I became more uninhibited. I stopped throwing the blinds in the bathroom window at home when I showered. It was too much work, and why would it block a nice view of the park?

My family started walking on tiptoe around me. Out of earshot, they would share their concerns. It was not the same woman they had always known, they agreed. But my actions had not yet become so strange as to trigger alarms. So while I was losing my understanding of reality, oblivious to the tumors that were ravaging my brain, the terrible behavior caused by the same thing continued without control.

A hot and humid day in June, I went to work in the early morning. By late afternoon, I was exhausted. I looked outside and saw dark clouds gathering over the NIMH campus. It was going to rain.

I ran to the multilevel garage, where I always parked and went to the place I always use. But I did not see my RAV4.

That's strange. I do not remember having to park in a new place today.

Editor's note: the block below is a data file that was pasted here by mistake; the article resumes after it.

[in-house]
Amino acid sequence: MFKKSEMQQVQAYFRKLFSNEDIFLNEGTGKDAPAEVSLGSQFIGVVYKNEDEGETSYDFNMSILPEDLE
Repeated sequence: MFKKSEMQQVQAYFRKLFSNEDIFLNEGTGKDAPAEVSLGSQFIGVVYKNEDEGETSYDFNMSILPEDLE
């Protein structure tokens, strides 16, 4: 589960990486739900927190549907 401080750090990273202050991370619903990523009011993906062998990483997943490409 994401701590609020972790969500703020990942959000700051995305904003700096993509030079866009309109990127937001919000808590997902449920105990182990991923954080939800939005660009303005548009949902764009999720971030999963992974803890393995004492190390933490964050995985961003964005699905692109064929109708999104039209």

I walked through the aisles, my Toyota was not found.

Someone stole my car!

Or maybe I just … I do not know. Maybe I parked somewhere new and I do not remember?

I looked for the key in my bag. I pressed the alarm button and heard a beep. It came from far away. I walked towards the sound, pressed the button from time to time to make another beep, then another.

What's happening? It does not make any sense.

I retraced my steps and tried the same thing again and again: press, sound, nothing.

I saw a woman walking in my direction. "Can you help me find my car?" I asked.

She seemed surprised, but said she would try. She took my key and pressed the button, and we heard the beep. "It must be halfway on the top floor," he said. "Look up, through the gap between the floors."

There, in the opening I was pointing to, I saw my Toyota on the ramp. But my confusion only grew when I went up. I had driven this car for three years, but when I tried to fasten my seatbelt, it seemed I could not find it. Instead, my outstretched hand hung outside the door, hitting nothing but air.

Why am I having so much trouble with everything I try to do?

I looked around and noticed that my door was wide open. That was weird. But I could not remember what that had to do with the lost seatbelt. I sat for a while and then, annoyed, I slammed the door shut. With that noise, my world returned to normal. Like magic. I slipped my right hand inside the closed door and easily located the seatbelt.